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Kicking the stereotype
Mules get a bad rap as being stubborn. But those who exhibit the animals say that reputation is undeserved.
"They are cautious," said Jerry Brown of Dexter, Mo.
"A mule is smarter than a horse," the 68-year-old Brown said as he waited to show his four sorrel-colored mules Thursday afternoon at the SEMO District Fair.
Fellow exhibitor Dale Moreland of Dexter agreed. What might be seen as stubbornness is sometimes a refusal to work themselves to death.
"When they get tired, they stop," said Moreland, a sergeant with the Missouri State Highway Patrol. He has had a team of mules as a hobby since 1987.
The big mules at this year's fair were the offspring of donkeys and Belgian horses. Such mules show well, exhibitors said.
No one watches the long-eared, wide-bodied animals more closely than mule judge John Lee of West Frankfort, Ill. Lee said it all comes down to how their bodies look. "They have to have definition," he said.
Brown, Moreland and Charlie Garner of Morley, Mo., were the only three exhibitors of draft mules at the fair this year. The three men exhibited 10 mules, and they all took home a large number of ribbons.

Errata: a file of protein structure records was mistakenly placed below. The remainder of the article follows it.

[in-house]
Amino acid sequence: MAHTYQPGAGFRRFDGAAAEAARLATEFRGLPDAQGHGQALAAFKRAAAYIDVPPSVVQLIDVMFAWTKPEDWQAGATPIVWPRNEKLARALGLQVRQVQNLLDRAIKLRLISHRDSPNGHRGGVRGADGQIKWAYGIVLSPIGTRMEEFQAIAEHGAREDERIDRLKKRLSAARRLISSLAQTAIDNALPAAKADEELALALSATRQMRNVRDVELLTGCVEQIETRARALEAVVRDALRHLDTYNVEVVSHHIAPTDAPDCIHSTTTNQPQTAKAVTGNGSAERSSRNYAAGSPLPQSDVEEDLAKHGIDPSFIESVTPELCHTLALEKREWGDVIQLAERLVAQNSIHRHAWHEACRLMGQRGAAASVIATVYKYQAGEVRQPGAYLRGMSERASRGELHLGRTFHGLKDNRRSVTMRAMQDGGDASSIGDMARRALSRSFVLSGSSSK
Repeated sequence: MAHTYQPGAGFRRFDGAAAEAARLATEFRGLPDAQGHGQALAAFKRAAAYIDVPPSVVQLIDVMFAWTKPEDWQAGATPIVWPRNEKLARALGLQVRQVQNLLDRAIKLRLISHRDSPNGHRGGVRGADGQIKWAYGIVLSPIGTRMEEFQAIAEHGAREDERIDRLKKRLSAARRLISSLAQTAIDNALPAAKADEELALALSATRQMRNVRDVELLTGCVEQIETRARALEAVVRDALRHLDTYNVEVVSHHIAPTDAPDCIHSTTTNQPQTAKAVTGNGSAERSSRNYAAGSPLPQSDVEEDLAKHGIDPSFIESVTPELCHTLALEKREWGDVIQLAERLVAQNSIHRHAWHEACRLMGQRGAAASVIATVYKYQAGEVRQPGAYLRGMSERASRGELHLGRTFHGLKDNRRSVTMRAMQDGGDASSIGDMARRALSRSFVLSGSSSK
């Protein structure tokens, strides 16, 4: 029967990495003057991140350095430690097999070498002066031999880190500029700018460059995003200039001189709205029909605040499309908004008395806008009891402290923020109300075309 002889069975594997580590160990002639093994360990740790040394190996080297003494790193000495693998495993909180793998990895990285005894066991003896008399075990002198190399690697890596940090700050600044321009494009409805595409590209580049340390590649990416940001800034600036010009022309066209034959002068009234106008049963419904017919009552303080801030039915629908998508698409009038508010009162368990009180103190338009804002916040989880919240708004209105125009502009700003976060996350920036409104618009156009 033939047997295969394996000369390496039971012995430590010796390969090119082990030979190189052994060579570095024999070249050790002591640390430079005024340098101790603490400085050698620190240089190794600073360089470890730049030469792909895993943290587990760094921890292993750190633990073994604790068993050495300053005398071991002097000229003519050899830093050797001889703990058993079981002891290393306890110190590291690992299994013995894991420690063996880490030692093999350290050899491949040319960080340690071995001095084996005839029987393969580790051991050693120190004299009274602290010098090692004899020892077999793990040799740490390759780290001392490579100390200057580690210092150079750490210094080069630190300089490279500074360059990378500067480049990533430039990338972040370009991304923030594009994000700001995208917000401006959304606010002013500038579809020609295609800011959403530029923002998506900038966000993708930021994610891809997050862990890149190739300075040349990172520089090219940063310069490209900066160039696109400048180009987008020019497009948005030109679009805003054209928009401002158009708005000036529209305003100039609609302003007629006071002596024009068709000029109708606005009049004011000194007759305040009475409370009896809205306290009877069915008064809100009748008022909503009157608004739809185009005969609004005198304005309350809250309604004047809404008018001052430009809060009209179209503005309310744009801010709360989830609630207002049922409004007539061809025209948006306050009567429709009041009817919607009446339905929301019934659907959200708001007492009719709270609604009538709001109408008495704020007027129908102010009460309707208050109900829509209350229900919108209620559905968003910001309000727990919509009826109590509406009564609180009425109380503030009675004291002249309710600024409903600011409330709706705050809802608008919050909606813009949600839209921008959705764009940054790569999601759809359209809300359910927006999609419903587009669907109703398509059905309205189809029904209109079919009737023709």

Garner believes the low turnout is because most mule owners today aren't full-time farmers. They have other jobs that make it difficult to take off for a weeklong fair, he said.
Like Brown and Moreland, Garner exhibits mules as a hobby. He works full time for a plumbing fixtures company and took vacation days so he could show the animals at the fair.
The biggest of Garner's seven draft mules weighs 1,640 pounds. Good draft mules don't come cheaply, he said. The purchase price for a team of two draft mules can range from $4,000 to $12,000.
At one time, mules pulled the plows on countless family farms. Draft mules today pull little except wagons at fairs and in parades.
"That is all they've got to do," Garner said.
Brown's real passion is for those wooden wagons rather than the mules. He builds and sells show wagons.
"I've sold 625 wagons in 22 years," Brown said. He and a co-worker can build a wagon in as little as two weeks.
Brown, who also works as heating and air-conditioning contractor, recently sold one of his wagons to television talk-show host David Letterman, who owns a ranch out West. "He bought it sight unseen," Brown said.
335-6611, extension 123